As addressed in Chai Jing’s documentary Under the Dome, some of the industries in China are emitting more waste than the amount the National Environmental Protection Administration allowed them to emit, and the government is turning a blind eye to it. Since the population is huge in China, and there is less education provided for people on protection of environment, people would cause more environmental issues. Also, after the Chinese economic reform, there is a trend in China that people from rural areas go to big cities to look for a better job, as they could get better jobs in cities to supply their family back home. These migrated workers are less educated, and are not aware of where their resources come from, therefore, it would be easily for them to waste more when they have access to more resources. And there is also a student from China addressed that because the lands are all belong to the government in the long run (after 70 years) in China, so people do not pay much attention about their environment. Since people do not feel they belong to their surroundings, they tend to pay less attention and not care much about their wastes and their harmful effect to the environment.
East Asian countries emphasize on the social hierarchy introduced by Confucius: respecting the elders (including listening to them, not making judgment of them, and follow their doctrines of living). Since the elder generations pay more attention on saving as they had poorer conditions than the modern generations, their education about saving to their next generations is still influencing some of the youth nowadays. However, another tradition that is deeply rooted in the Chinese culture referred to as “facework” – upraising one’s own sense of dignity or prestige in social contexts, brings crucial food waste problem in China. Chinese have a lot of traditional festivals like the spring festival, mid-autumn festival, etc. Since these cultures are valuable as we could see our relatives that we would not see very often, we tend to buy more food than the actual amount to show our generous. Also, when the guests finished their dishes the host will fill out their dishes again to make sure they have enough to eat, as well as show their generous to the guest, to gain their “facework” by demonstrating that they are wealthy and could treat their friends. Therefore, it is more common for people to leave the table with leftovers on their plates, to imply to the host that they are full enough and would not eat more.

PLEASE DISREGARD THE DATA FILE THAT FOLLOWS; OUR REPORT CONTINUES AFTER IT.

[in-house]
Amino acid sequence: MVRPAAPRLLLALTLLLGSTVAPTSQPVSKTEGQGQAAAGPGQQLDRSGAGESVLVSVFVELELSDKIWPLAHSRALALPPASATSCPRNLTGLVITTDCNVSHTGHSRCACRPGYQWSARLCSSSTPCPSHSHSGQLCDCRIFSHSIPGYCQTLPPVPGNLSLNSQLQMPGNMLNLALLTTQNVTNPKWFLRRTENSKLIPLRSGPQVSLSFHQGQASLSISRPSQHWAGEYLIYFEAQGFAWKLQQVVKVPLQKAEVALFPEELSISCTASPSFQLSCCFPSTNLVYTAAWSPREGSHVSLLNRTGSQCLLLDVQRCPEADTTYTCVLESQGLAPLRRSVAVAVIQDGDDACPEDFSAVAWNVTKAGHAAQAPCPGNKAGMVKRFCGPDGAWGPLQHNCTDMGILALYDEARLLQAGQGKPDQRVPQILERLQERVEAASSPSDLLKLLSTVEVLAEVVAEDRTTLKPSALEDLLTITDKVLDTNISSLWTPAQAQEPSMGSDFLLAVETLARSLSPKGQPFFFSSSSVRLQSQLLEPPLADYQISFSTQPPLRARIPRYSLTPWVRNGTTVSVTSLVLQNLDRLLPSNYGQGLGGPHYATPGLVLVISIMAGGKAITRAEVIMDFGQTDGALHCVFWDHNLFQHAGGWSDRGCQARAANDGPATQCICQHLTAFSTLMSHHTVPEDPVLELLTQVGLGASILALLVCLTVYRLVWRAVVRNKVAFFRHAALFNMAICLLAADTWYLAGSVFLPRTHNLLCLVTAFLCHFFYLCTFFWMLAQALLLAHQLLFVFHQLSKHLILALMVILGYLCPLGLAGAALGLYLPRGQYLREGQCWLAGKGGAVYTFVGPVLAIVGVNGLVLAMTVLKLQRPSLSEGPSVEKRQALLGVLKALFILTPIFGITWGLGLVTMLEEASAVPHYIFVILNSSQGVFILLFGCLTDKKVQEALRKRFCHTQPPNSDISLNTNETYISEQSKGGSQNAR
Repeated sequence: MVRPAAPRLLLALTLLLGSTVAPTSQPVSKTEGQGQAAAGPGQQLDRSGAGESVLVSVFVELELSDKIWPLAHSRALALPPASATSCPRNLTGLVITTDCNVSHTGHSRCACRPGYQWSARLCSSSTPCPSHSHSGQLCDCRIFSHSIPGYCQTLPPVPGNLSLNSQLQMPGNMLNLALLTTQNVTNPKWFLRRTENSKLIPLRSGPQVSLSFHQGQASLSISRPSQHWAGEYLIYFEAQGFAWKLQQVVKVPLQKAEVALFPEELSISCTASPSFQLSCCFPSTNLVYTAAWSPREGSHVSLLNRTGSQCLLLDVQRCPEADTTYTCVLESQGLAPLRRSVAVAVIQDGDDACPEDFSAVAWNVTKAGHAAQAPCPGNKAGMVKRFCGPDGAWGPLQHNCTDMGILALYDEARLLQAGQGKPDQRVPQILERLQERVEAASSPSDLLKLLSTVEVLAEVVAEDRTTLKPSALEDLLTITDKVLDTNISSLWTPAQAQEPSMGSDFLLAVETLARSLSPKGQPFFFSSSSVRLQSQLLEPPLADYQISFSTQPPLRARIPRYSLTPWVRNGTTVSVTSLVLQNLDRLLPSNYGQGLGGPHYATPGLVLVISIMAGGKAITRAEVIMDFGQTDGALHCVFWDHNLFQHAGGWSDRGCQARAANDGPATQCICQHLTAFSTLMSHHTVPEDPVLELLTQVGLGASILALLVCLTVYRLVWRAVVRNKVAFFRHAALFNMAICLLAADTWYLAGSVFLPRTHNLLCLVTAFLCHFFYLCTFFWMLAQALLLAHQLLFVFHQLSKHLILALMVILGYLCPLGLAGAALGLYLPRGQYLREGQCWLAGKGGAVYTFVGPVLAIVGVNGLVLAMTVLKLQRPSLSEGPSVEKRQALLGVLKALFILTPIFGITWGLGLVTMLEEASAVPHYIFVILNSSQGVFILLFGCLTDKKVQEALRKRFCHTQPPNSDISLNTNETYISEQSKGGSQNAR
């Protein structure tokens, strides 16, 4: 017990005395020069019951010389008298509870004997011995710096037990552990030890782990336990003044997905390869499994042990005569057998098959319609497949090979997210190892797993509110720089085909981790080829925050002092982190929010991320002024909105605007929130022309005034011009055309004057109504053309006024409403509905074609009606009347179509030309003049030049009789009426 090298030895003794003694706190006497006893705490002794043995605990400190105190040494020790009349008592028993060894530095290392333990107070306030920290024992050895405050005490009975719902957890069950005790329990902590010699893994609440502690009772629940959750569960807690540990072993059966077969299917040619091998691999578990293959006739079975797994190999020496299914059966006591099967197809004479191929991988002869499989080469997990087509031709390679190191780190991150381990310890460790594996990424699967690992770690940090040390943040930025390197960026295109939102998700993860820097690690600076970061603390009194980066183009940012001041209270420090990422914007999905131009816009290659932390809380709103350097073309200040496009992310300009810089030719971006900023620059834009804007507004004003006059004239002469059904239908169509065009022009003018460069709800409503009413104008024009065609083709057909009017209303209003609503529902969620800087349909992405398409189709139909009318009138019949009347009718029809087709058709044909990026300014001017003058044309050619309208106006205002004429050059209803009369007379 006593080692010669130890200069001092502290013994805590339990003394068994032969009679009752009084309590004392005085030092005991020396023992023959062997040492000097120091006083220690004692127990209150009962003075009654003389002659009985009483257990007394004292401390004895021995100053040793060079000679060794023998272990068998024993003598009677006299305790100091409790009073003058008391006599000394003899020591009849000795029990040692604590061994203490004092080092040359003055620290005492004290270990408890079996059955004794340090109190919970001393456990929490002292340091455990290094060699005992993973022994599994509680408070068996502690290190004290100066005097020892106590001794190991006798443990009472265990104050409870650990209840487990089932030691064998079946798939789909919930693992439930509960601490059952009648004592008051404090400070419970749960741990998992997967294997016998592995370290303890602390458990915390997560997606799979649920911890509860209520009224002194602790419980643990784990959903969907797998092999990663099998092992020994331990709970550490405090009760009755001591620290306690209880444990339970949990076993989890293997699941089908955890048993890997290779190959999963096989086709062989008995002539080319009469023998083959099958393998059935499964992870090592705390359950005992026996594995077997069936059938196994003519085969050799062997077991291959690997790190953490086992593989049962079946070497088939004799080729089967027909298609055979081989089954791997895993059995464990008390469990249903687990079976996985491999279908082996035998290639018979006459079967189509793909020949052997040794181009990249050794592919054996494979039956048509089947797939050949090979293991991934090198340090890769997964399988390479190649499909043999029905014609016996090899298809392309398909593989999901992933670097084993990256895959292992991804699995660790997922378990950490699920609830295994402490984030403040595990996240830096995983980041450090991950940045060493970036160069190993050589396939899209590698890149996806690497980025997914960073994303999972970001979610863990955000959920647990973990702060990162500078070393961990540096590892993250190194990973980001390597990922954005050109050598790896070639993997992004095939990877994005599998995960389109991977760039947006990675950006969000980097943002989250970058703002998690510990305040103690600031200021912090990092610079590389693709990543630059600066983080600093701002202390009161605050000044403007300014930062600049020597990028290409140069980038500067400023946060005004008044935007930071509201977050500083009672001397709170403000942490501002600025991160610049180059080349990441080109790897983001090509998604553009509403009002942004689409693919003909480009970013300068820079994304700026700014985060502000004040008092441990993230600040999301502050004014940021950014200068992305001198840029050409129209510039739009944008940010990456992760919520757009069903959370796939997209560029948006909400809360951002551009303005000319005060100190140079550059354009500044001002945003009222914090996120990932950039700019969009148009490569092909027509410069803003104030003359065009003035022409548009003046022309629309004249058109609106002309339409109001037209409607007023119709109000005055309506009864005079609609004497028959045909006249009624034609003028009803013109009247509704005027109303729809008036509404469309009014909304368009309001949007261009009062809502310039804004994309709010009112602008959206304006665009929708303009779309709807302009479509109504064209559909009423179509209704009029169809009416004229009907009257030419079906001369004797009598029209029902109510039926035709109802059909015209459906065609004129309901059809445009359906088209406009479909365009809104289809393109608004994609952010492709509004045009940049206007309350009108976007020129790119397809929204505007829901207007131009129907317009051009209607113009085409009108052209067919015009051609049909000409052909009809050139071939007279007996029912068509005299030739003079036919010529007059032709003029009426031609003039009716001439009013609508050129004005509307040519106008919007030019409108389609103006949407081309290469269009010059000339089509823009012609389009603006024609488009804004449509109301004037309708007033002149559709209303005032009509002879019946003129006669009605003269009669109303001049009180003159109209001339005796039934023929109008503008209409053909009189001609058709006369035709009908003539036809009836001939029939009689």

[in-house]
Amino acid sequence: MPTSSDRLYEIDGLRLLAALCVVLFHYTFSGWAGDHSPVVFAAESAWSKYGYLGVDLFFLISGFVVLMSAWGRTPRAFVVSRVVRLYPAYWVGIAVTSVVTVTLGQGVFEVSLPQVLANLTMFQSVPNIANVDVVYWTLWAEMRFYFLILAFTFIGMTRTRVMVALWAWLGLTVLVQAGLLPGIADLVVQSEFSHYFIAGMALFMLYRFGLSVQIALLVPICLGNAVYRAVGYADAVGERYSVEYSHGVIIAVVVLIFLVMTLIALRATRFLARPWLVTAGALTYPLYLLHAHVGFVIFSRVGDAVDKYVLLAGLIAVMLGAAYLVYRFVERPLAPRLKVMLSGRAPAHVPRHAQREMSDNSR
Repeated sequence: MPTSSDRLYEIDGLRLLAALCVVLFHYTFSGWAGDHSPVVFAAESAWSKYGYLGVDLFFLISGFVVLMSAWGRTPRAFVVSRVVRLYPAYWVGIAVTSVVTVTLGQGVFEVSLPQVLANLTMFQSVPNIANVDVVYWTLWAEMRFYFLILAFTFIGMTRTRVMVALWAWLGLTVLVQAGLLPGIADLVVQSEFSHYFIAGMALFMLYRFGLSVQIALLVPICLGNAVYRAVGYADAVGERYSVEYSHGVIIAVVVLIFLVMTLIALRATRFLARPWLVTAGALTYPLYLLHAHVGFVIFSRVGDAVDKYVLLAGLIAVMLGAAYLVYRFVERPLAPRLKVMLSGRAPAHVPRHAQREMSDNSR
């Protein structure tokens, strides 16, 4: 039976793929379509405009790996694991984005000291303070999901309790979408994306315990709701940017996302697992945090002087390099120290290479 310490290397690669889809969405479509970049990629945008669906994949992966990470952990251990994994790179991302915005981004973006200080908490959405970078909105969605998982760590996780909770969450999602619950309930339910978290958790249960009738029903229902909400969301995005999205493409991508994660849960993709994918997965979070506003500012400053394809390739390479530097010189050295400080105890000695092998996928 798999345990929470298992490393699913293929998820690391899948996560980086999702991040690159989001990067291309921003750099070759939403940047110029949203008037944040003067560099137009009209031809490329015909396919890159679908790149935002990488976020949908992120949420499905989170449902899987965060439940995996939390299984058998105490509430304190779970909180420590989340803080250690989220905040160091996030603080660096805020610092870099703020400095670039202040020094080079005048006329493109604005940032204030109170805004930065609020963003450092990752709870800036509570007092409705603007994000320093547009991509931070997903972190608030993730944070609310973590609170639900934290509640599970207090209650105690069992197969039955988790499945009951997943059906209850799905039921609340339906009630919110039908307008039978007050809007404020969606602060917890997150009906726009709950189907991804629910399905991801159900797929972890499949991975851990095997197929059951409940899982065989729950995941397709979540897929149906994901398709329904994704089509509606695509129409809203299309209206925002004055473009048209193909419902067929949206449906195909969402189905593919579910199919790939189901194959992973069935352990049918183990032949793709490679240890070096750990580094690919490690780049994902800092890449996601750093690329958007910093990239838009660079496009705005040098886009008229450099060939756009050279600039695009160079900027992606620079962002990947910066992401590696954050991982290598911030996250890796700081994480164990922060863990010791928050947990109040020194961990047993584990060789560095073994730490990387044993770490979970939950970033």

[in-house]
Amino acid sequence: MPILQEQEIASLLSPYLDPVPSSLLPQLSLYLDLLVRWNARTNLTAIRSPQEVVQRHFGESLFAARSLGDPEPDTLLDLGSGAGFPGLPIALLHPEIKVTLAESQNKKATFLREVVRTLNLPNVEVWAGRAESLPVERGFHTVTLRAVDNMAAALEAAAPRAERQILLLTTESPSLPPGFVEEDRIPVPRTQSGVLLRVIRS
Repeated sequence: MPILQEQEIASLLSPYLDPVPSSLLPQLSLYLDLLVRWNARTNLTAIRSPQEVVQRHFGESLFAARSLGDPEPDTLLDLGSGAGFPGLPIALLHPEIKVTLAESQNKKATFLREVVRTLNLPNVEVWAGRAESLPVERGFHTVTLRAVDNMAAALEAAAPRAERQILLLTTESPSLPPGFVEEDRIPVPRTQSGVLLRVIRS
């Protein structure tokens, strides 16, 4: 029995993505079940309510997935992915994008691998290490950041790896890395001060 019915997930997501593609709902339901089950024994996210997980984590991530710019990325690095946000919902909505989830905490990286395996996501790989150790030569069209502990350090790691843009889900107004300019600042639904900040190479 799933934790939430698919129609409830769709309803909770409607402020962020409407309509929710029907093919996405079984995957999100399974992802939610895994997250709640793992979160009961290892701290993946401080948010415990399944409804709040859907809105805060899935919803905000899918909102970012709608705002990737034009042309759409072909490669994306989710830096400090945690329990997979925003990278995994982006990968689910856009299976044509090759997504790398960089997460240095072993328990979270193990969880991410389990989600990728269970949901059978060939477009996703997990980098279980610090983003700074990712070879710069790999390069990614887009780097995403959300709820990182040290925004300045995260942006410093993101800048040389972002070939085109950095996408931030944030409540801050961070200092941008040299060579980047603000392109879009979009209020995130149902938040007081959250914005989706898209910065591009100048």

There are also some misconceptions the students hold while taking this survey. One student from China claim that Chinese saves electricity because China have laws on the limited amount of energy that could be used by each household. However, this is incorrect as there is a limited amount people could use, but if people used exceed to the limited amount, they could still use the electricity, they just need to pay more for more electricity consumed. Another student think the paper used for writing/printing in America are not recycled paper because they look much cleaner and whiter than the paper used in China, and the paper used in China looks thinner and yellowish. However, this is not the case, because over half of the paper used today in the U.S. are coming from collection of used paper.
Overall, there are a lots of issues from different perspectives addressed by students in this survey. However, I felt a sense that not much of the student have adequate insights and has not paid much attention about their surrounds. Some of them even held false beliefs about the materials they are using, and did not have the motive to do more research about them and affirm their assumptions. A possible recommendation for the understanding of such environmental issue needs more education to the general population, and together with their involvement, we would be able to understand more insightful ideas about the waste issues between different cultures.
Since this survey is designed to send out and taken by students anonymously, it is inappropriate to provide contact information for everyone of them. But there are a few of them willing to share their thoughts and get into contact with me with follow up interviews:
Shaoyin Sun firstname.lastname@example.org
Shiyan Wu email@example.com
Ying He firstname.lastname@example.org
Yuxiao Tan email@example.com
Lizheyin Wu firstname.lastname@example.org
Chai J. 2015. Under the Dome. https://www.youtube.com/watch?v=T6X2uwlQGQM